Why Grow Now? “The price of inaction is far greater than the cost of making a mistake.” —Meister Eckhart
For some, hunkering down and waiting for the storm to pass might seem like the best way to meet this crisis. In reality, it’s the most dangerous. Hope is not a strategy; action is the antidote to almost every challenge. Want to beat this pandemic and thrive? Then it’s time to act. Here’s why. Times of disruption are ripe with opportunity. “Be greedy only when others are fearful.” —Warren Buffett Ask a Silicon Valley CEO how to kill a giant, and they’ll tell you that to compete with the likes of Microsoft, Apple and Google, the only game in town is to get disruptive. Startups can’t undercut or out-advertise established players, so a blue-ocean strategy is wisest. We can do the same in our own lives and careers, whether we run a business or not—and what person is not the CEO of their own “company”? This lockdown is an invitation for us to grow—to seize the opportunities created by radical shifts in business-as-usual. For you, this might mean finally launching that new health product, or finding a new way to help the boss.
Times of disruption are full of danger. “All courses of action are risky, so prudence is not in avoiding danger (it’s impossible), but calculating risk and acting decisively. Make mistakes of ambition and not mistakes of sloth.” —Niccolo Machiavelli
Yes, opportunity abounds, but if nothing else, this pandemic has shown us that nobody’s job is secure. Thought your work was an essential service? Fate has a way of humbling us, doesn’t it? This warning is not to scare you, but hopefully to get you to see that nobody is entitled to a salary. In the long term, you are only paid for the value you can create. When you start treating your career as a business, with you as its CEO and captain of the ship, and plan your success accordingly, your financial vitality will grow.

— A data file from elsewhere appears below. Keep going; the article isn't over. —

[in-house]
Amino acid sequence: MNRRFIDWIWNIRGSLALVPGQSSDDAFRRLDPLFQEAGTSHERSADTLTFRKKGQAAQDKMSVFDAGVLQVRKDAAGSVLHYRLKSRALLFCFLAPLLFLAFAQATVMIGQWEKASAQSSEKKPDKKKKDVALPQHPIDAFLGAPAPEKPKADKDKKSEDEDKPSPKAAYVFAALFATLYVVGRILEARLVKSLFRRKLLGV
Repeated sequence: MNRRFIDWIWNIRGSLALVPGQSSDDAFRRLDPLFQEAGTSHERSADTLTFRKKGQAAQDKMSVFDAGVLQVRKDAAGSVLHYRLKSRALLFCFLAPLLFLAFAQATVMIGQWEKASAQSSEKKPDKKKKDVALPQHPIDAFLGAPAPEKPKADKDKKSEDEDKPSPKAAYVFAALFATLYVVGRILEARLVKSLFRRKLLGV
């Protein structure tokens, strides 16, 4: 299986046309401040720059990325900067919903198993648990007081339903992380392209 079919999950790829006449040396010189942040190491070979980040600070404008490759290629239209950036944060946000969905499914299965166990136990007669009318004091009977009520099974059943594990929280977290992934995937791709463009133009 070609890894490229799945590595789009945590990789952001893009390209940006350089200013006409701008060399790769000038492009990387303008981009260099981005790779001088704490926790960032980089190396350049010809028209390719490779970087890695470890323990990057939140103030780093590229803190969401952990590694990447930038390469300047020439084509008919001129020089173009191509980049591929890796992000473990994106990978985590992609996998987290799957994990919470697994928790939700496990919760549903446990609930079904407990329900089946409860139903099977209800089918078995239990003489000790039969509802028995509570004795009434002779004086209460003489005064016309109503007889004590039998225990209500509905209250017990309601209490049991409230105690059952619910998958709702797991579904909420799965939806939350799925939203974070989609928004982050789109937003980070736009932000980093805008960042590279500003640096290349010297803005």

We’ve been benched—make the most of it. “Patience is also a form of action.” — Auguste Rodin
Smart athletes who are sent to the penalty box don’t waste time sniping the referee. The great ones ask how did I put myself here?—then study their opponents for opportunities. They are always learning. One guarantee in life is that you will be stuck in The Waiting Place more than a few times.
The appropriate response here is: Accept it and move forward where you can. Don’t squander this time on the bench with TV, anxiety, stress or fear. Instead of one more episode of Shark Tank, why not spend that lunch hour reading a life-changing article or book? Working with a coach? Journaling about your goals?
If you’re not focused on you, you’re focused on the noise. “Focus on what only you can do. Give the rest of it away.” —Elise Mitchell
Are we flattening the curve? Has the virus peaked? Is the supply chain broken? (If you’re still eating bananas and drinking coffee, the answer is no.) For most people the healthiest response is, that’s not my concern. Unless you’re a titan of industry, elected politician, epidemiologist, or own a cargo ship or two, you have little to no influence over those things. “I need to read the news daily so I can be informed!” some say. That’s a valiant notion, but ask whether the news just angers you or moves you to act? Stop. Every minute of attention that you focus on events outside of your influence is a minute you’re not investing in your personal growth and happiness. Be a Stoic: Focus on what you can control and ignore the rest.
2020 will surely be remembered as the most rapidly changing year in our lifetimes. Once you see the opportunity that this shift is laying at our feet, you’ll want to act. But jumping in without a plan is a bad idea.
You can’t hit a target that you can’t see, so it’s important to set your goals, then create a plan that will give you the best chance of reaching them. But how do you actually do that? And what should you focus on? Here are some excellent tools that will help you craft your master plan.
REFLECT on your life. “Who looks outside, dreams; who looks inside, awakes.” —Carl Gustav Jung